Gillian (aka Olga Swan) is a writer originally from England but moved to France with her husband five years ago upon retirement. They now spend their days in the fresh country air of the French countryside. Her book Pensioners in Paradis gives a humorous, ironic account of how two self-deprecating pensioners changed their lives by immigrating to France. The book also contains much factual advice for those contemplating emigration. Her blog Living in Paradis contains links to all her books and maintains an ongoing account of their life in France.
Read more about expat life in the France country guide or read more expat experiences in France.
Q: Where are you originally from?
A: Birmingham, England
Q: Where are you living now?
A: Tarn et Garonne, S.W. France
Q: How long you have you lived here?
A: Five years
Q: Did you move with a spouse/children?
A: With my husband
Q: Why did you move; what do you do?
A: As we were approaching retirement, we decided to sell up and downsize to a more peaceful but sunnier part of the world.
Q: What do you enjoy most about France, how’s the quality of life?
A: Fresh country air, traffic-free roads, delicious local food, daily crusty bread from the local boulangerie, old-fashioned courtesy and respect for others, wonderful sunshine. Need I say more?
Q: Any negatives? What do you miss most about home?
A: I don’t miss much about England. I can receive BBC Radio 4 and most TV stations.
Q: Is the city safe?
A: Yes! I can leave the house doors unlocked all day, and people leave their car engines running outside the boulangerie.
About living in France
Q: Which are the best places/suburbs to live in France as an expat?
A: If you are of working age, it’s better in the capital, Montauban or Albi or Villefrance de Rouergue. But, there’s not much work for foreigners. It’s better to work online from home. If retired, then I can recommend the many beautiful mediaeval villages in the Tarn et Garonne.
Q: How do you rate the standard of accommodation in France?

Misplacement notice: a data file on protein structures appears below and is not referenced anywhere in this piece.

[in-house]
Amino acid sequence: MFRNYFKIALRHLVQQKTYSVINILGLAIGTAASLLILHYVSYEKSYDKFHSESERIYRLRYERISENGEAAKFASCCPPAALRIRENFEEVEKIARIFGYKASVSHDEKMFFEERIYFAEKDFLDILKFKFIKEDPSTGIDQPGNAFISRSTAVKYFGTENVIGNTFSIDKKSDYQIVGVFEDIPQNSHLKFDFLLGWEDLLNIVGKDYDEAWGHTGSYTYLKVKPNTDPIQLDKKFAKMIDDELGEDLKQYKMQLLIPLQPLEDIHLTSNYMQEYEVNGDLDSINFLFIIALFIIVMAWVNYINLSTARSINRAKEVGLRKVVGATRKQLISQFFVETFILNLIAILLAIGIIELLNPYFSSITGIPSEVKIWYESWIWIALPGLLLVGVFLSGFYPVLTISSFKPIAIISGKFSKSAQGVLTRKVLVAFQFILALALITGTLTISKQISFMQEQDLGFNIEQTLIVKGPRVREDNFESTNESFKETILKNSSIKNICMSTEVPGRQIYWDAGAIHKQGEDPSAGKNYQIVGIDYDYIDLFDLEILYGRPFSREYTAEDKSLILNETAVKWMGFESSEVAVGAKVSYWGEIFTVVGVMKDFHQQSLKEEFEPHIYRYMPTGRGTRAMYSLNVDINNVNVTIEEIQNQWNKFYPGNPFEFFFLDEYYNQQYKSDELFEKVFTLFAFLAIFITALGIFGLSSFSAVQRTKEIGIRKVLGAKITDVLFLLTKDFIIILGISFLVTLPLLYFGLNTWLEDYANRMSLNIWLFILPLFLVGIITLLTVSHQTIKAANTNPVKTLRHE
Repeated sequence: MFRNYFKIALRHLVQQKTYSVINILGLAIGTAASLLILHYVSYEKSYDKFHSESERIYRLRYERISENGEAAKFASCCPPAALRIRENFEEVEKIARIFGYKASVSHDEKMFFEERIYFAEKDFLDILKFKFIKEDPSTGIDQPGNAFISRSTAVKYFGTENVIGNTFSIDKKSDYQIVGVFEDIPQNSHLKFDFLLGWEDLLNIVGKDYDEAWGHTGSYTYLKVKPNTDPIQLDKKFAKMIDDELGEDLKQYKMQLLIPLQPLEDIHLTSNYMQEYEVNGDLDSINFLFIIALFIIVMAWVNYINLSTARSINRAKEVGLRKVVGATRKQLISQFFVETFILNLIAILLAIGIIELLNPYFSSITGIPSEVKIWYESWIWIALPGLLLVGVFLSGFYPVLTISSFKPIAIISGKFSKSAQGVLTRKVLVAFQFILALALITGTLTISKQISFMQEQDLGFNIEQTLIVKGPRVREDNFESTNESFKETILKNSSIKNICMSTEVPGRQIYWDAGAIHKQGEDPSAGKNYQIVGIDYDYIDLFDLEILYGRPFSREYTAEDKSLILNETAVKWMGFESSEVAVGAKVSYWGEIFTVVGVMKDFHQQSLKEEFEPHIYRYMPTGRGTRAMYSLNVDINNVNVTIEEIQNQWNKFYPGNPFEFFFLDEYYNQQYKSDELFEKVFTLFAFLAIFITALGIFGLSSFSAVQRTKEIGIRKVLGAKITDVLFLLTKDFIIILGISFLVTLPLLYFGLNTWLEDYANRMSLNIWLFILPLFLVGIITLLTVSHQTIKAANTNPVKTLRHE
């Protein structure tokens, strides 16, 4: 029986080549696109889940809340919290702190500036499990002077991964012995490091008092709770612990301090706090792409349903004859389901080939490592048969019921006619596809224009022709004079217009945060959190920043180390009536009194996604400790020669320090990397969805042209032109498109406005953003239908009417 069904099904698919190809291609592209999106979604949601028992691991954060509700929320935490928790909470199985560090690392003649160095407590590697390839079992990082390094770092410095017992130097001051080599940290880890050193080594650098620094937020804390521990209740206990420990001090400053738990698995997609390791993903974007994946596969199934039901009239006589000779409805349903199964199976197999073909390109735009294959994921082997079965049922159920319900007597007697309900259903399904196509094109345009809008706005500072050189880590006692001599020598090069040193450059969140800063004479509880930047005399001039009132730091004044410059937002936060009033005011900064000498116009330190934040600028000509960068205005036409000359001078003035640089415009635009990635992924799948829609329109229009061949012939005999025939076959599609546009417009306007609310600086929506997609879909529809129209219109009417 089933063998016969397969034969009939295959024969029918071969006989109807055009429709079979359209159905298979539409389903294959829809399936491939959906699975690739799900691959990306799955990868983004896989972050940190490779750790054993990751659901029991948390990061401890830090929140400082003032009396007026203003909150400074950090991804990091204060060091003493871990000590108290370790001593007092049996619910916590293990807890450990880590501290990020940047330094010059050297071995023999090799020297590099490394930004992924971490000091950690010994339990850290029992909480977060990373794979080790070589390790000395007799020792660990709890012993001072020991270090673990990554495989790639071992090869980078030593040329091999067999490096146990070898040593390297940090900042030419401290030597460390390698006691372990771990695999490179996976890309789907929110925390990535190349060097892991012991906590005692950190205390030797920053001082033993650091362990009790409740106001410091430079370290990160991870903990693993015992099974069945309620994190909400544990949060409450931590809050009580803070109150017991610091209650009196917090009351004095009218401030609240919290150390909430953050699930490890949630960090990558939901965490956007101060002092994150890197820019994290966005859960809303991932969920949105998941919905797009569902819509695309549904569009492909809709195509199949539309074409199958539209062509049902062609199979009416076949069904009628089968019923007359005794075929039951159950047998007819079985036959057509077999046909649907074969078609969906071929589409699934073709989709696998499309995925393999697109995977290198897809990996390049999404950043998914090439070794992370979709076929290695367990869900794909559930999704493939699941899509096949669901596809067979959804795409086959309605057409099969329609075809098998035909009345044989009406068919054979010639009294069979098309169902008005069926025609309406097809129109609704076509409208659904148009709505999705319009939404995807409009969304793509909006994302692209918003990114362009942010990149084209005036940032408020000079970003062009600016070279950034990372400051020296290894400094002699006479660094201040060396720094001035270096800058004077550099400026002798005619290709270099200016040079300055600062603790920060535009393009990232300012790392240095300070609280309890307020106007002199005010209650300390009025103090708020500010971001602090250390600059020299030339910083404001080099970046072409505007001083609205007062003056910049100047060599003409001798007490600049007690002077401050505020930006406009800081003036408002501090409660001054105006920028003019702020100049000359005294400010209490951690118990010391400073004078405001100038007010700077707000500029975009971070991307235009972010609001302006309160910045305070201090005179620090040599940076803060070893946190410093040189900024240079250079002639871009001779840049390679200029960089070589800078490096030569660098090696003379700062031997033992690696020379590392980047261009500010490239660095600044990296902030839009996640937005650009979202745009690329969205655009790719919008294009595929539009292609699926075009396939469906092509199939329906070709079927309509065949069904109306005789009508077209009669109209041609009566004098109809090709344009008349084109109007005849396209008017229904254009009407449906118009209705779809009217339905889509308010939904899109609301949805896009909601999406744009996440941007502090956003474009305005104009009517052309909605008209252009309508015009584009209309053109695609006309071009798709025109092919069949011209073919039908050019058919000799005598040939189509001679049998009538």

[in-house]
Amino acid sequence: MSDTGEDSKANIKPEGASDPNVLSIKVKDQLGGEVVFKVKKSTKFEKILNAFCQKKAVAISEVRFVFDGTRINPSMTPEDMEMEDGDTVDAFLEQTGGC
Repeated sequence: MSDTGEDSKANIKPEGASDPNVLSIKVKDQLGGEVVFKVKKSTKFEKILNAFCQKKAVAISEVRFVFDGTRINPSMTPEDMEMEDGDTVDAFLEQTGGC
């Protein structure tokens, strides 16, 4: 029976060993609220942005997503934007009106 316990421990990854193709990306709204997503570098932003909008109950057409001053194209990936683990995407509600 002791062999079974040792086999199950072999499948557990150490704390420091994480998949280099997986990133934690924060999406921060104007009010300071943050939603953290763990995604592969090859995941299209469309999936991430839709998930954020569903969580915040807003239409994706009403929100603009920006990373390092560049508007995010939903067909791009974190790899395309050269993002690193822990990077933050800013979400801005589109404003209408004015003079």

A: Most village houses are very old, so beware the plumbing, but this is compensated for by the charm, character and value of the properties.
Q: What’s the cost of living in France compared to home? What is cheap or expensive in particular?
A: Cheap: houses, wine, cheese, car insurance. Expensive: everything else.
Q: What are the locals like; do you mix mainly with other expats?
A: Village locals are charming and full of respect. It’s important to make an effort to speak French in order to integrate. You will need to know one or two English for help and advice, but in general try to make friends with the locals.
Q: Was it easy meeting people and making friends?
A: I held a coffee morning with free canapés for all the neighbours. A good way to introduce ourselves and integrate. Otherwise, play boules and attend advertised functions at your local Salle des Fetes (one in every village).
About working in the south of France
Q: Did you have a problem getting a work visa/permit?
A: As a European, no visa was necessary for France.
Q: How does the work culture differ from home?
A: Lots of bureaucracy, but if you manage to gain employment in France, the job security is much better than in England. There is scope for experienced tradespeople, but the bureaucracy is huge, and some English qualifications are not recognised in France.
Family and children
Q: Did your spouse or partner have problems adjusting to their new home?
A: He attended an intensive French conversation course.
Q: What are the schools like, any particular suggestions?
A: In our village, there is one nursery (maternelle) and one senior school.
Q: How would you rate the healthcare?
Q: Is there any other advice you like to offer new expat arrivals?
A: One big question: How will you support yourself financially? Don’t come expecting to get work. Either come as a retiree with your own pension(s), or come prepared to work for yourself online. No office is going to employ someone whose French is not as fluent as the natives. Too many gite-owners chasing too few customers.